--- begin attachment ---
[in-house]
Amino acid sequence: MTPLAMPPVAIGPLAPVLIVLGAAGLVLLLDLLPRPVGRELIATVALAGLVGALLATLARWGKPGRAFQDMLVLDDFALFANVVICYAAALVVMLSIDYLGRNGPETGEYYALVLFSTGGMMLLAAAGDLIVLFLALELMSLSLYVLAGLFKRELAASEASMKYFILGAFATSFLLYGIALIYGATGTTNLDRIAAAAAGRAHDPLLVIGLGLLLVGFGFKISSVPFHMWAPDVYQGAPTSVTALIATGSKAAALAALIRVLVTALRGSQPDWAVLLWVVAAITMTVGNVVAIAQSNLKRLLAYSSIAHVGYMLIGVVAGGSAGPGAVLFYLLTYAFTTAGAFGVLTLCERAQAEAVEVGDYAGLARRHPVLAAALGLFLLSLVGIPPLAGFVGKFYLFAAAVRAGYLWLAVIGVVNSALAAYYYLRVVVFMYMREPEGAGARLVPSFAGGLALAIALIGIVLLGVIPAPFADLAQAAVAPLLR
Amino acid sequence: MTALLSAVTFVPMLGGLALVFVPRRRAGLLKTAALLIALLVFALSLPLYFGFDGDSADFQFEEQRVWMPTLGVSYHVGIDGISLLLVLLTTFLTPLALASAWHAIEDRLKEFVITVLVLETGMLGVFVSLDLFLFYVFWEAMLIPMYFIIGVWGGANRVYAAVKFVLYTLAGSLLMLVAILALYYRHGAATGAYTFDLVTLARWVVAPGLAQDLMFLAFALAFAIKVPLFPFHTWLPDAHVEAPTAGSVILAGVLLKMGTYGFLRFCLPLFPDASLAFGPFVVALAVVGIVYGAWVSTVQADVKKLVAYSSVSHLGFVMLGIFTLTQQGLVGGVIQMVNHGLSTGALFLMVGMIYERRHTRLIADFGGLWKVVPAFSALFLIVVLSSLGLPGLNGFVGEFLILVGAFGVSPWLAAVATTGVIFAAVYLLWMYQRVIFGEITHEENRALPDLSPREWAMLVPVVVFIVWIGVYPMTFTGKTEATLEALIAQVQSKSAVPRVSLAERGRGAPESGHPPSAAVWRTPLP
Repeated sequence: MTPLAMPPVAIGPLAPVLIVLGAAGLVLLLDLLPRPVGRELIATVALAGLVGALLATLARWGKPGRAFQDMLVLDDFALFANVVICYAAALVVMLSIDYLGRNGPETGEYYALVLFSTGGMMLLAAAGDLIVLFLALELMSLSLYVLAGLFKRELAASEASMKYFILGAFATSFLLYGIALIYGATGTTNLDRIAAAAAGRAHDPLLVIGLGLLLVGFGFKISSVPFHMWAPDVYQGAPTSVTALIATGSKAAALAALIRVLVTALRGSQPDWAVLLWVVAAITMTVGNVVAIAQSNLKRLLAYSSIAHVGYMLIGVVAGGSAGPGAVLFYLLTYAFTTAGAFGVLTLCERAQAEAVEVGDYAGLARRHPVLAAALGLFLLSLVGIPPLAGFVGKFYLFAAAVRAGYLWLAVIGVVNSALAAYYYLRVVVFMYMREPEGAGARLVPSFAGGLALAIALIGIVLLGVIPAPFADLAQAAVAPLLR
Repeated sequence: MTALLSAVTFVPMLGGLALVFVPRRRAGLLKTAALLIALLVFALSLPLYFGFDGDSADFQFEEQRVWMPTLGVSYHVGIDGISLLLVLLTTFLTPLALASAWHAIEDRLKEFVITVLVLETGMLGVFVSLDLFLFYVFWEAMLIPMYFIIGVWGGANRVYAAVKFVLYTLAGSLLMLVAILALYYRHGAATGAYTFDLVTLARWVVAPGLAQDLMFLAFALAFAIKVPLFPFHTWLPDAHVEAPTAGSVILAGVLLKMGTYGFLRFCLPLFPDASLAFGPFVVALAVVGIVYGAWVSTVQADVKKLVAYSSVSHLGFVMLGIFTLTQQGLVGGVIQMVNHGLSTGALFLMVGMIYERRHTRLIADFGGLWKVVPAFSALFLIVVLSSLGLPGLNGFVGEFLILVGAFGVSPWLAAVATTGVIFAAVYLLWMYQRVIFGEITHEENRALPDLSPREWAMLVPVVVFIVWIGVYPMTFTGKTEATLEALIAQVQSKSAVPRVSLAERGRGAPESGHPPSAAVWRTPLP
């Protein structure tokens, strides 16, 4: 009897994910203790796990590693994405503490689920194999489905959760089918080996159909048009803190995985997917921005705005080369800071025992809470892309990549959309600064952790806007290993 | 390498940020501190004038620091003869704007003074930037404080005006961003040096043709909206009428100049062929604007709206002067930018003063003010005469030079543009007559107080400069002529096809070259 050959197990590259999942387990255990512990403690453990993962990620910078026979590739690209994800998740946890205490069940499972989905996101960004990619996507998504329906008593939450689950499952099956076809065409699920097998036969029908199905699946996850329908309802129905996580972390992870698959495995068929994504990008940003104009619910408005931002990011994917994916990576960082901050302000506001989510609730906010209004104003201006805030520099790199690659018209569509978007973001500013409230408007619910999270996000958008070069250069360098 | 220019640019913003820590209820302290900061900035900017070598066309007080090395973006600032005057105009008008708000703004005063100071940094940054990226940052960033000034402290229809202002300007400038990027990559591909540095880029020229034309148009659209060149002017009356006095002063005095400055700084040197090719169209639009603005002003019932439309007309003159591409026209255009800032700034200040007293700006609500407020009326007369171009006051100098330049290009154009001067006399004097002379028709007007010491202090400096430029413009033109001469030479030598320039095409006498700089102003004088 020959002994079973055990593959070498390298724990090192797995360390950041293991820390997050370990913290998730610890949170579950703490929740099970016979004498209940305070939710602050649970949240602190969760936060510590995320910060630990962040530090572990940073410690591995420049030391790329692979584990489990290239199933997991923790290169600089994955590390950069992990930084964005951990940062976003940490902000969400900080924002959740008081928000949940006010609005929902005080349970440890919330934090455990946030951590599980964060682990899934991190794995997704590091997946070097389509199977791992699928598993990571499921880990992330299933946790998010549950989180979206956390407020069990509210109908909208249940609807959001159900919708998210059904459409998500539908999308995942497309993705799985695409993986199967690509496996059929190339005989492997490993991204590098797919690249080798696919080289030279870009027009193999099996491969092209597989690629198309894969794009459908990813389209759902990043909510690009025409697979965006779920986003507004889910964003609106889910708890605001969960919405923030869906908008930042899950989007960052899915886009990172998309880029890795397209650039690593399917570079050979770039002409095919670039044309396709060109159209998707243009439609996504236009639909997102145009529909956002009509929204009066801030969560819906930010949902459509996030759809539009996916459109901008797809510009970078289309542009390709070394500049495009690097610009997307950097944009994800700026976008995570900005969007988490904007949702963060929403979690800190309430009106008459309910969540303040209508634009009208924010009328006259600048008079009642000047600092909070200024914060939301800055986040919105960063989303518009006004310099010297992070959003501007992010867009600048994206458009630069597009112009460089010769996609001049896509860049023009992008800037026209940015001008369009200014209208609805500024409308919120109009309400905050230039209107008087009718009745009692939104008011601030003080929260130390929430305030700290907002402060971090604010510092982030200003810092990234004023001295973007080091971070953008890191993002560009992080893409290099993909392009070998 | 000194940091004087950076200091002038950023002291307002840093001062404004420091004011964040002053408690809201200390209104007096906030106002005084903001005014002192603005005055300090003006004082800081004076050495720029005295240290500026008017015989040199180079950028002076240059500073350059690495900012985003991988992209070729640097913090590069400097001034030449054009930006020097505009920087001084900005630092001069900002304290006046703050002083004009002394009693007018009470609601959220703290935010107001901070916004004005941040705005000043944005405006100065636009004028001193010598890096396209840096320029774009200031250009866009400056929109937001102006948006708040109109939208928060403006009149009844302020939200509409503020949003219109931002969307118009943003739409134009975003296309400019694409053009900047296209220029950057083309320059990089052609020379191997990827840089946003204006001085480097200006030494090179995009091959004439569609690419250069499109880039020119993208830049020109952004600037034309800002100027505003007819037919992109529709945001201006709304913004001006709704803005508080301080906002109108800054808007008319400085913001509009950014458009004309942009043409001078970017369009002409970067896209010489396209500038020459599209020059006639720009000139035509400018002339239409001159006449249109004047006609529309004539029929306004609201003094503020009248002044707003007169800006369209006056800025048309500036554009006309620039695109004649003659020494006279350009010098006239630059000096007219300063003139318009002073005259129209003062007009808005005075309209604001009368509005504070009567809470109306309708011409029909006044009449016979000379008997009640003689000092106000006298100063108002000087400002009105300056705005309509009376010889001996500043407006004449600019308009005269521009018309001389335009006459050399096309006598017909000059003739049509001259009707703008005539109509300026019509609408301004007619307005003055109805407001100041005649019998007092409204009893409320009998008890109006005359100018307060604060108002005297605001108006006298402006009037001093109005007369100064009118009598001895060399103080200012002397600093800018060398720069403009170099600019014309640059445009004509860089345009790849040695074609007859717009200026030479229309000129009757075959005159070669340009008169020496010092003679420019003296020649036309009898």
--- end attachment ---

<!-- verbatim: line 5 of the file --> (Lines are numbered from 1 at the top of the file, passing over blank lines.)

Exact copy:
Repeated sequence: MTALLSAVTFVPMLGGLALVFVPRRRAGLLKTAALLIALLVFALSLPLYFGFDGDSADFQFEEQRVWMPTLGVSYHVGIDGISLLLVLLTTFLTPLALASAWHAIEDRLKEFVITVLVLETGMLGVFVSLDLFLFYVFWEAMLIPMYFIIGVWGGANRVYAAVKFVLYTLAGSLLMLVAILALYYRHGAATGAYTFDLVTLARWVVAPGLAQDLMFLAFALAFAIKVPLFPFHTWLPDAHVEAPTAGSVILAGVLLKMGTYGFLRFCLPLFPDASLAFGPFVVALAVVGIVYGAWVSTVQADVKKLVAYSSVSHLGFVMLGIFTLTQQGLVGGVIQMVNHGLSTGALFLMVGMIYERRHTRLIADFGGLWKVVPAFSALFLIVVLSSLGLPGLNGFVGEFLILVGAFGVSPWLAAVATTGVIFAAVYLLWMYQRVIFGEITHEENRALPDLSPREWAMLVPVVVFIVWIGVYPMTFTGKTEATLEALIAQVQSKSAVPRVSLAERGRGAPESGHPPSAAVWRTPLP